What’s Left?

    Although the town is no longer thriving, some buildings have been restored. Visit the museum to learn more about the town’s history.


    6. Dawson

    36.66419, -104.77471
    Status: Abandoned

    History:

    Located 17 miles northeast of Cimarron, Dawson is a ghost town in Colfax County, New Mexico. The town was the site of two coal mining disasters in 1913 and 1923. Now, it’s a ghost town with a history of famine and devastation. However, it’s a fascinating place to visit.

    Coal was discovered on the Dawson land grant in 1895. Coal mining began in the area soon after. Charles Eddy, a coal miner, founded a company and helped bring a railroad spur to the town from Tucumcari. The company continued to operate in Dawson until it was purchased in 1906 by the Phelps Dodge Corporation, which wanted to mine the coal for railroads and smelt the copper mines in Arizona.

    What’s Left?

    The town was once one of the largest company-owned mines in the American West. Its population was nearly nine thousand, and its ruins can be seen in the town’s cemetery. Unlike many ghost towns in New Mexico, there isn’t much left to see in Dawson.


    7. Loma Parda

    35.8467, -105.07583
    Status: Abandoned

    Photo Credit: el-camino-real.smugmug.com

    History:

    The town of Loma Parda, New Mexico is a small settlement in the western United States. Its name means “brown hill” and refers to the town’s brownish-gray color. The town sits along the Mora River and slopes up to the west. Its surrounding hills are covered with trees. It was originally a quiet farming community in the 1830s, but changed after the opening of Fort Union.

    After the town was founded, it became a popular military base. Soldiers were able to find jobs in the town due to its saloons, dance halls, and women of ill repute. Soldiers who went AWOL were often expected to be in town. Cowboys from the Santa Fe Trail also frequented the town. The town was a hub of illegal activity. While the military was able to protect the area from the settlers, the civilian population was left to fend for themselves.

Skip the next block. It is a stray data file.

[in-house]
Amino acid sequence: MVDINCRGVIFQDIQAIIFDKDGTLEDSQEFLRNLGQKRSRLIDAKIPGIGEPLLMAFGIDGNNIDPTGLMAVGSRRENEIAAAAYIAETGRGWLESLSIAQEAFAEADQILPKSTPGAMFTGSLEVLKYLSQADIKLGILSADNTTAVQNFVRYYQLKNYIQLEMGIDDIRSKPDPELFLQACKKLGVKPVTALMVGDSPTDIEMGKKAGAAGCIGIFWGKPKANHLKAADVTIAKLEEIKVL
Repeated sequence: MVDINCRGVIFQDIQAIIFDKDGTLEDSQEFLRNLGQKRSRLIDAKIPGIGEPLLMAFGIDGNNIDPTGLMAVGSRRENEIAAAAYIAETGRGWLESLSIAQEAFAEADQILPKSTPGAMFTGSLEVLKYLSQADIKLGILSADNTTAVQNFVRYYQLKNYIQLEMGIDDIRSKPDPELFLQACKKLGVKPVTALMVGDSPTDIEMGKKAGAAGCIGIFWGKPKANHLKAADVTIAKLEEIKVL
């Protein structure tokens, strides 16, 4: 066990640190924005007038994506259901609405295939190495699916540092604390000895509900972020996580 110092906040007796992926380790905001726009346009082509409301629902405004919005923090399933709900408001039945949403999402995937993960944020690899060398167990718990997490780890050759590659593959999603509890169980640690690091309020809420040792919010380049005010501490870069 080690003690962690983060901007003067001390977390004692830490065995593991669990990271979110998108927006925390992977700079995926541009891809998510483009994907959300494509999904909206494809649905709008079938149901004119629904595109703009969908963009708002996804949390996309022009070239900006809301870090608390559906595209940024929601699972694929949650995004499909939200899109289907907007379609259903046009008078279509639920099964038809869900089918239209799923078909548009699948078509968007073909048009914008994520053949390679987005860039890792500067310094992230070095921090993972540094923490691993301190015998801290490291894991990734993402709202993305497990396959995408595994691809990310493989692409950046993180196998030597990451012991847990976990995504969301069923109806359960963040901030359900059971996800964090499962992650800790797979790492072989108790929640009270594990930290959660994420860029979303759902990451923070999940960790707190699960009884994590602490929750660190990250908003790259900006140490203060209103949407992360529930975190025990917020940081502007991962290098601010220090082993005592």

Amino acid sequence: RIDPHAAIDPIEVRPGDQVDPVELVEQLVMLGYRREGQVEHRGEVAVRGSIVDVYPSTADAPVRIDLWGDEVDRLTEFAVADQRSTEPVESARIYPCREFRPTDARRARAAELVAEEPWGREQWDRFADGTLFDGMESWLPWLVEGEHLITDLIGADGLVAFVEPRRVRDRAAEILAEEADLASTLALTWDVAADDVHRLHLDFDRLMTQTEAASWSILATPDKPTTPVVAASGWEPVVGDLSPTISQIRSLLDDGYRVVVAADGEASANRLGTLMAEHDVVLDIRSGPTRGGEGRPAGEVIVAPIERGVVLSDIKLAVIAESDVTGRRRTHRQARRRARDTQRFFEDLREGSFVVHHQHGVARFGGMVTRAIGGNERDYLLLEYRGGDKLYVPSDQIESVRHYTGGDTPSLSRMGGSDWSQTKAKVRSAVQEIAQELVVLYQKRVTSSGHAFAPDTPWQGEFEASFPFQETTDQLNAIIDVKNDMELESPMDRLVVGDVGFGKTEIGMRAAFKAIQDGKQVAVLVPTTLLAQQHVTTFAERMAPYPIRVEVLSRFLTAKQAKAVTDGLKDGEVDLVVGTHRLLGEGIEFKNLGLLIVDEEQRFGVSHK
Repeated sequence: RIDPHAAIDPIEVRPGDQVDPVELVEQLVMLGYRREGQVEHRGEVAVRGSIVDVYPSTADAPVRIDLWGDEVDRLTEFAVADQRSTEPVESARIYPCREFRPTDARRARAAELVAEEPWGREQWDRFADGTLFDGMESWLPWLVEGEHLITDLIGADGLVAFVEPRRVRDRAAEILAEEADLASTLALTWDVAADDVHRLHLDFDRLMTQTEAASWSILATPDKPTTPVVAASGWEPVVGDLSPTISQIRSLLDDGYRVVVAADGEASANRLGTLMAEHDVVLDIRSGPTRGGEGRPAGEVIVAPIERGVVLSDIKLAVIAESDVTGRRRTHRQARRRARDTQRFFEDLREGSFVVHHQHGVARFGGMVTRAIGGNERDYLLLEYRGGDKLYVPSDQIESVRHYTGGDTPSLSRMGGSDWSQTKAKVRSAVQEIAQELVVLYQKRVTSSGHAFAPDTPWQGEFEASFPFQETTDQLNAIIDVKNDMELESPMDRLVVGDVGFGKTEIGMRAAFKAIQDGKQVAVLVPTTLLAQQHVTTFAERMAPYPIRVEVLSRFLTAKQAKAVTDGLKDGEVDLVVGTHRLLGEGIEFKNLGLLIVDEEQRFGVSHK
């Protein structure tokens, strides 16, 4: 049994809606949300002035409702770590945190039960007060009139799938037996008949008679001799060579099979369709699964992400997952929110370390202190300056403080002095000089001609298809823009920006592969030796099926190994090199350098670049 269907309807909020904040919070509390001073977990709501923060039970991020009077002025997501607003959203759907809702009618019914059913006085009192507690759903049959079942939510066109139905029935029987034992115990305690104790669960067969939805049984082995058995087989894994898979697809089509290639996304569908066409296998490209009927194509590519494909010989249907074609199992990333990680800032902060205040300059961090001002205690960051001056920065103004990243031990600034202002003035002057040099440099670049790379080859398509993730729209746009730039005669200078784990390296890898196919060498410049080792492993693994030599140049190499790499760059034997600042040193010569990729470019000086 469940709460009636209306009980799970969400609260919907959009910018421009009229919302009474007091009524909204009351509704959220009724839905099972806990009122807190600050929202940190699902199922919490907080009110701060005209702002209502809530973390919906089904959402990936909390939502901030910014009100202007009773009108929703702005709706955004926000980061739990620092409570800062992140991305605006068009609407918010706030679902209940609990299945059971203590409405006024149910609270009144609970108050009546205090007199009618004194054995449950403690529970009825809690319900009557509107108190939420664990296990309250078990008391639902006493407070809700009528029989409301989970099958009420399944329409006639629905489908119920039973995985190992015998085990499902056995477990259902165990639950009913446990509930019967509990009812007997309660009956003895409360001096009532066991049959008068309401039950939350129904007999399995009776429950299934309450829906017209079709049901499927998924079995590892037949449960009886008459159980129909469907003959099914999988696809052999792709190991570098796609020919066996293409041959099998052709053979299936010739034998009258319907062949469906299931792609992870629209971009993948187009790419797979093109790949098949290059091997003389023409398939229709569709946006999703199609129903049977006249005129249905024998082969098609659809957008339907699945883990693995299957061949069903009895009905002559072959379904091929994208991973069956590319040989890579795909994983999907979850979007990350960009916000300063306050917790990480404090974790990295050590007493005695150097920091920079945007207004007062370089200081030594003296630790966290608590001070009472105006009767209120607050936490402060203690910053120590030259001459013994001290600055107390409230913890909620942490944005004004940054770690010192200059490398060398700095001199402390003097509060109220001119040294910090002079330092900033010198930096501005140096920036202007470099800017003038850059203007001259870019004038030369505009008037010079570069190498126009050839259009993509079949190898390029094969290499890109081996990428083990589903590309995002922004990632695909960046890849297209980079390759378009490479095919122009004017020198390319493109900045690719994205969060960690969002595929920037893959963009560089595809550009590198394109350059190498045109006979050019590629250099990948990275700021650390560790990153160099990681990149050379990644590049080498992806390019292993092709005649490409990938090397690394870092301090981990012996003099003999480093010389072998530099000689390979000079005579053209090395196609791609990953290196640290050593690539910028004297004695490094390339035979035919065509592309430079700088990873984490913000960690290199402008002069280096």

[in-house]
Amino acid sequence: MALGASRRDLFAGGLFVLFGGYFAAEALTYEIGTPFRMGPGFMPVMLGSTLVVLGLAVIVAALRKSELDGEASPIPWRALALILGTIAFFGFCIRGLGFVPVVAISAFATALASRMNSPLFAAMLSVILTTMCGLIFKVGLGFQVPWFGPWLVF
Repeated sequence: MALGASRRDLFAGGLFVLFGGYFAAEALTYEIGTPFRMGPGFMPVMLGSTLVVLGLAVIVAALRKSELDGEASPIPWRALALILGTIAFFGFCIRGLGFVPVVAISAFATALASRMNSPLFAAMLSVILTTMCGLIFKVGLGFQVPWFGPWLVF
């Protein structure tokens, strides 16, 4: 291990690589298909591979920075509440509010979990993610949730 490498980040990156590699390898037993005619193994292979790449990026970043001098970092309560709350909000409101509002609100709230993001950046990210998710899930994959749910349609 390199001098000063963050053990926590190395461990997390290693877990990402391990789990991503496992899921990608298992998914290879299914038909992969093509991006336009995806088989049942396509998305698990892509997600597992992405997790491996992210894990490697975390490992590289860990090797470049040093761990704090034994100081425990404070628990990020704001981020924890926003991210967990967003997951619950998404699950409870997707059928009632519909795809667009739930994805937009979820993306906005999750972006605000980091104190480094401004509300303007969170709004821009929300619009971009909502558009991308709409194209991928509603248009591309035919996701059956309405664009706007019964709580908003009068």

What’s Left?

    Today the town lies in ruins, but still offers a unique look at what remains after years of abandonment.


    8. Tucumcari

    35.09555, -104.06542
    Status: Historic

    History:

    Although Tucumcari isn’t a true ghost town, it is a charming place worth visiting. The Historic District is comprised of the historic buildings that line Main Street. These include the Rock Island-Southern Pacific Train Station, which was built in 1937, and the Odeon Theatre. You’ll also find the Mesalands Dinosaur Museum, which is home to a collection of dinosaur bones. The town even has a strange relationship with pop culture, as the famous Route 66 runs through the town.

    What’s Left?

     Tucumcari is one of the numerous ghost towns in New Mexico you can visit along Route 66. Urban explorers can find old signage, abandoned vehicles, and the remains of many old buildings.


    9. Ancho

    33.93753, -105.74294
    Status: Abandoned

    History:

    The population of Ancho grew significantly during the Great Depression, when families flocked to the Jicarilla Mountains to make money. The following year, U.S. 54 was built, cutting off the town by nearly two miles. The school closed, and the railroad shuttered its depot in 1959. The town’s population increased significantly over the next five years. Eventually, however, the town was able to reestablish itself.

    What’s Left?

    Explorers can find abandoned homes and numerous ruins scattered across Ancho. While there isn’t a whole lot left, Ancho provides one of the most authentic ghost town experiences in all of New Mexico.


    10. Lincoln

    33.49202, -105.38387
    Status: Semi-Abandoned

    History:

    Lincoln was known as one of the most violent ghost towns in New Mexico during the late 1800s, with infamous criminals such as Billy The Kid passing through regularly.

    What’s Left?

    Today explorers can find the ruin of the old courthouse, Tunstall Store, and Mission Church throughout the town. The town has preserved over 17 buildings for future generations and photographers, making it one of the best-preserved ghost towns in New Mexico.


    11. Lake Valley

    36.09167, -108.15729
    Status: Historic

    Photo Credit: BLM New Mexico – flickr.com

    History:

    If you are looking for a unique and interesting day trip, consider visiting one of the many ghost towns in Lake Valley, New Mexico. This historic town was once an active silver mining area located in Sierra County. Before the silver rush in 1893, Lake Valley was a thriving silver mining town. After the industry collapsed, thousands of people relocated to find work elsewhere.

    The last resident of the town passed away in 1974. This ghost town in New Mexico is now classified as a National Historic Landmark. The ghost town still retains some of its buildings, including a schoolhouse and a chapel. The Bureau of Land Management manages the area, and you can visit during regular office hours.

    What’s Left?

    Today, it is a popular tourist destination for its historic buildings and interesting history. Visitors can explore the many buildings, including a church that dates back to 1879. The Sierra County Historical Museum is located in Lake Valley, and offers information on the town’s past.


    12. Shakespeare

    32.32591, -108.73838
    Status: Historic

    History: